Gustav Klimt loved women and spent most of his life drawing and painting them. Living through and contributing to fin du siecle Vienna his pictures have become icons of the twentieth century. ThoUgh initially his subject matter was traditional and accepted, latterly he shocked by his frank nudes and portrayals of female sexuality. The above three paintings were commissioned for the ceiling of the Great Hall of the University of Vienna in 1893. Klimt’s novel approach to allegory and symbolism was transformative but shocking to some. In March 1900 Philosophy was exhibited in Vienna with an explanatory text:
‘ Left hand group of figures: birth, fertility and decline. On the right the globe, the cosmic riddle; emerging from below an enlightening figure: Knowledge.’
This was not found acceptable, he was accused of distorting figures to make them seem ugly and the visibility of female pubic hair shocked many and Klimt was accused of obscenity.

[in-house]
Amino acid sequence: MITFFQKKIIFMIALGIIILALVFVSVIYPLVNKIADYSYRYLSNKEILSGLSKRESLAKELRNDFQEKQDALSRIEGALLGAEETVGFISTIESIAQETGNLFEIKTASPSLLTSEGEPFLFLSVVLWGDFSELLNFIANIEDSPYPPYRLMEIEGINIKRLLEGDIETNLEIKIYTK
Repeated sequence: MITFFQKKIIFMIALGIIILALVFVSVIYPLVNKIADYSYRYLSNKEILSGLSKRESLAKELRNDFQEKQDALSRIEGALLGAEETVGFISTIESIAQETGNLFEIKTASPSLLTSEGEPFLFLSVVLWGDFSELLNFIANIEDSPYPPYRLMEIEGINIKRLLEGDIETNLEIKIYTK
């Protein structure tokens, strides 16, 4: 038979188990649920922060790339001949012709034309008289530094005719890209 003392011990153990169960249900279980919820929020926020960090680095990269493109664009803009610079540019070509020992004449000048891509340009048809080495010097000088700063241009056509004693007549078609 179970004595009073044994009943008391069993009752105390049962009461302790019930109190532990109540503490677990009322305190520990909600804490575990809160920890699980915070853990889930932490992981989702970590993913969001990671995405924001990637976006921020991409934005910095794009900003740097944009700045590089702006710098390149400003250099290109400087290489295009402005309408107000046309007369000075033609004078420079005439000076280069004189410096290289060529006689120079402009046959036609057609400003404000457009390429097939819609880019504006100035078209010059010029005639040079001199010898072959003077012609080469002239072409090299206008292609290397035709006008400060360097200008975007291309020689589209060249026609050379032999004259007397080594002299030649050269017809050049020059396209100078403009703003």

The second and third paintings, Medicine and Jurisprudence were less original in concept and produced less of a shock. In Medicine there is the human chain seen in Philosophy but here representing the various stages of human development. Hygieia ascends from below with healing powers. Medicine went on display in 1900 in Paris at the Exposition Universelle and gained the gold medal for foreign exhibitors. When exhibited in 1901 in Vienna there was violent criticism with questions being asked in Parliament. The standing naked female figure at the upper left of Medicine was perceived as overtly sexual and unacceptable in a female nude.
Jurisprudence was exhibited in Vienna in 1903. At the top against a panel of human figures are figurative representations of the Law , below are an old man and woman waiting their punishment.
It was decided that the paintings would not be placed as planned in the University. Klimt resigned from the commission and bought the paintings back from the University. An industrialist August Lederer bought Philosophy while Medicine and Jurisprudence were bought by Kolo Moser. The last time all three were together was a celebration of the 80th anniversary of his Klimt’s birth 1943. All were destroyed by the SS when they retreated in 1945.